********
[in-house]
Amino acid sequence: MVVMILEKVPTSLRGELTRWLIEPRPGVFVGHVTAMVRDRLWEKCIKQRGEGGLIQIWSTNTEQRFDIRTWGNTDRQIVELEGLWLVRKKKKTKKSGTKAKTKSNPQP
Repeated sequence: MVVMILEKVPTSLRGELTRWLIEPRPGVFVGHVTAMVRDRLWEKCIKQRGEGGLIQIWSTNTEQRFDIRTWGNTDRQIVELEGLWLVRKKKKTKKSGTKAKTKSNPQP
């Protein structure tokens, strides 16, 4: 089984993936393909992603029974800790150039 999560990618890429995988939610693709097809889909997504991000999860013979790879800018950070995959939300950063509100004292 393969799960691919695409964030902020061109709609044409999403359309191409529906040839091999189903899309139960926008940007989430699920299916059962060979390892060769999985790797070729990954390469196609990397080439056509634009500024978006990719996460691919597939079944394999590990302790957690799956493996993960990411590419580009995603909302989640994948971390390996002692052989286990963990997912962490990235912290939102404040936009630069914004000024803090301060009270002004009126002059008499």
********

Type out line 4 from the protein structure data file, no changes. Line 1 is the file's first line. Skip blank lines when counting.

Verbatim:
């Protein structure tokens, strides 16, 4: 089984993936393909992603029974800790150039 999560990618890429995988939610693709097809889909997504991000999860013979790879800018950070995959939300950063509100004292 393969799960691919695409964030902020061109709609044409999403359309191409529906040839091999189903899309139960926008940007989430699920299916059962060979390892060769999985790797070729990954390469196609990397080439056509634009500024978006990719996460691919597939079944394999590990302790957690799956493996993960990411590419580009995603909302989640994948971390390996002692052989286990963990997912962490990235912290939102404040936009630069914004000024803090301060009270002004009126002059008499």